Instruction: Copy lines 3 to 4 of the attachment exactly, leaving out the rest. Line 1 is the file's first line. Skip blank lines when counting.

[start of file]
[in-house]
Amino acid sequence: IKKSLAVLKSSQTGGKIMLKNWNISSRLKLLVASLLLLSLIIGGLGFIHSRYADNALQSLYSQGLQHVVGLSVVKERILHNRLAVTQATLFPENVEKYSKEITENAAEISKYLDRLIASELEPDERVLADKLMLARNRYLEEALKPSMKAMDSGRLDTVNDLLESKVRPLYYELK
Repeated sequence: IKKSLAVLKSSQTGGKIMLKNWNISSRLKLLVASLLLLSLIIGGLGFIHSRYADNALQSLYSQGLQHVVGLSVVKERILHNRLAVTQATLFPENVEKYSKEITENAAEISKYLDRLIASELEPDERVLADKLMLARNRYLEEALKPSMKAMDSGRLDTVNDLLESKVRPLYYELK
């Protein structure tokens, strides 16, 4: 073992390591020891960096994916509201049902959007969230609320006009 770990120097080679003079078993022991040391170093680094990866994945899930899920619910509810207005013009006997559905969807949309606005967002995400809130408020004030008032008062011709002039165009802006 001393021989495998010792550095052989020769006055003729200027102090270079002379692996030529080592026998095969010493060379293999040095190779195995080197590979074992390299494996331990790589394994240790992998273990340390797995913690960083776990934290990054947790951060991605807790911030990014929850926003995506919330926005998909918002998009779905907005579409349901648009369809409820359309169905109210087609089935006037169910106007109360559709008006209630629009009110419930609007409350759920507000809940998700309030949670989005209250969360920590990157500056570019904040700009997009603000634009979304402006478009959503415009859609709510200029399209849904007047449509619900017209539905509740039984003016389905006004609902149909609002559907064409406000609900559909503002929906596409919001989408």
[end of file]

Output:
Repeated sequence: IKKSLAVLKSSQTGGKIMLKNWNISSRLKLLVASLLLLSLIIGGLGFIHSRYADNALQSLYSQGLQHVVGLSVVKERILHNRLAVTQATLFPENVEKYSKEITENAAEISKYLDRLIASELEPDERVLADKLMLARNRYLEEALKPSMKAMDSGRLDTVNDLLESKVRPLYYELK
């Protein structure tokens, strides 16, 4: 073992390591020891960096994916509201049902959007969230609320006009 770990120097080679003079078993022991040391170093680094990866994945899930899920619910509810207005013009006997559905969807949309606005967002995400809130408020004030008032008062011709002039165009802006 001393021989495998010792550095052989020769006055003729200027102090270079002379692996030529080592026998095969010493060379293999040095190779195995080197590979074992390299494996331990790589394994240790992998273990340390797995913690960083776990934290990054947790951060991605807790911030990014929850926003995506919330926005998909918002998009779905907005579409349901648009369809409820359309169905109210087609089935006037169910106007109360559709008006209630629009009110419930609007409350759920507000809940998700309030949670989005209250969360920590990157500056570019904040700009997009603000634009979304402006478009959503415009859609709510200029399209849904007047449509619900017209539905509740039984003016389905006004609902149909609002559907064409406000609900559909503002929906596409919001989408």